Foundations Team Up to Benefit YSU, Mahoning Valley
YOUNGSTOWN, Ohio – Many Youngstown State University alumni grew up and remain committed to the Mahoning Valley, even if they no longer live here.
A new collaboration between the Community Foundation of the Mahoning Valley and the YSU Foundation will allow those alumni to give back to both their university and the community that raised them.
Through the relationship, donors can establish a donor-advised fund through the Community Foundation, with a minimum of 50% of the annual proceeds going to YSU or the YSU Foundation. The remaining 50% of the proceeds can be distributed to various nonprofit agencies and other eligible charitable recipients of their choosing.
“You have two great organizations coming together as one for the benefit of Youngstown,” said Ed Muransky, chair of the YSU Foundation. “Youngstown goes as Youngstown State University goes – that’s why I care about it. Youngstown goes as our whole community, which is why I support all of the efforts of the foundation.”
The YSU Foundation has a list of 104,000 YSU alumni they can reach out to, with about 50% living locally and the other 50% living outside the area. But Paul McFadden, president of the YSU Foundation, said when you talk to them, many speak fondly of not only their days at YSU, but also the places and events they cherished while they lived here.
Using the resource of YSU’s alumni connections, Shari Harrell, president of the Community Foundation of the Mahoning Valley, said her organization already knows how to set up the donor-advised funds, a mechanism the foundation uses often for those wanting to give back to the community. The foundation also brings a list of ongoing special projects and grant seekers requesting funds for a variety of good work in Youngstown and the surrounding communities.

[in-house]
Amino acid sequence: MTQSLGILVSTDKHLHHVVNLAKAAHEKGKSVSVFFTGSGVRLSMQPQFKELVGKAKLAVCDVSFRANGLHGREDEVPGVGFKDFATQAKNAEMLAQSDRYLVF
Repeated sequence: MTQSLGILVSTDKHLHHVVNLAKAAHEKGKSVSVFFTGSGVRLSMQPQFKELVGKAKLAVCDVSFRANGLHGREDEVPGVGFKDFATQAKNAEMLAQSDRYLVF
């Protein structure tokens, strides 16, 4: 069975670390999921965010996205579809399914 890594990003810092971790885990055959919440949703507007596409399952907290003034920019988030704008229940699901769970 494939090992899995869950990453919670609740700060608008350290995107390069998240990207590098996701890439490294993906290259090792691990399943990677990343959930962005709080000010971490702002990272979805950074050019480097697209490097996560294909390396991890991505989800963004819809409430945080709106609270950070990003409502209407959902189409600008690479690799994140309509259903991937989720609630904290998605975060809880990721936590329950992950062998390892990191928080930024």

“Either the donor can make an outright recommendation like, ‘I would really like my church back home to receive something this year,’ or they can look at all our grant requests and say, ‘I would like to help fund the Beatitude House or the Salvation Army or whatever.’”
Harrell said multiple donor-advised funds often will come together to fund one project or grant.
McFadden said YSU is halfway to the $20 million goal it set for constructing the new student center, which is currently the university’s main project. Recently, the We See Tomorrow Campaign at YSU received 57 gifts of $100,000 or more from donors outside northeastern Ohio. One recent donor was living in Thailand.
That large network of people with ties to the Mahoning Valley, which YSU brings to the table, is a resource for the Community Foundation.
McFadden said he does not feel like the two organizations compete going after the same money, and he feels the two organizations compliment each other.
“It’s a good marriage we feel, and now we have to go make it work,” McFadden said, noting there is already one donor who has given as the relationship began. “We’re going to get it launched, and we’re going to make it successful.”
Although such a collaboration has been attempted by other universities in Ohio without success, McFadden believes the love YSU alumni still have for their hometowns in the Mahoning Valley will make a difference.
Both Harrell and McFadden said the collaboration is a first here, one they both hope will be successful.
“We’re leveraging what each foundation does best. That should be able to connect more resources to invest in the Valley and do more work here,” Harrell said.
Pictured at top: From left are Casey Krell, director at the Community Foundation of the Mahoning Valley; Shari Harrell, president of the Community Foundation; Paul McFadden, president of the YSU Foundation; and Heather Chunn, vice president of operations at the YSU Foundation.
Copyright 2023 The Business Journal, Youngstown, Ohio.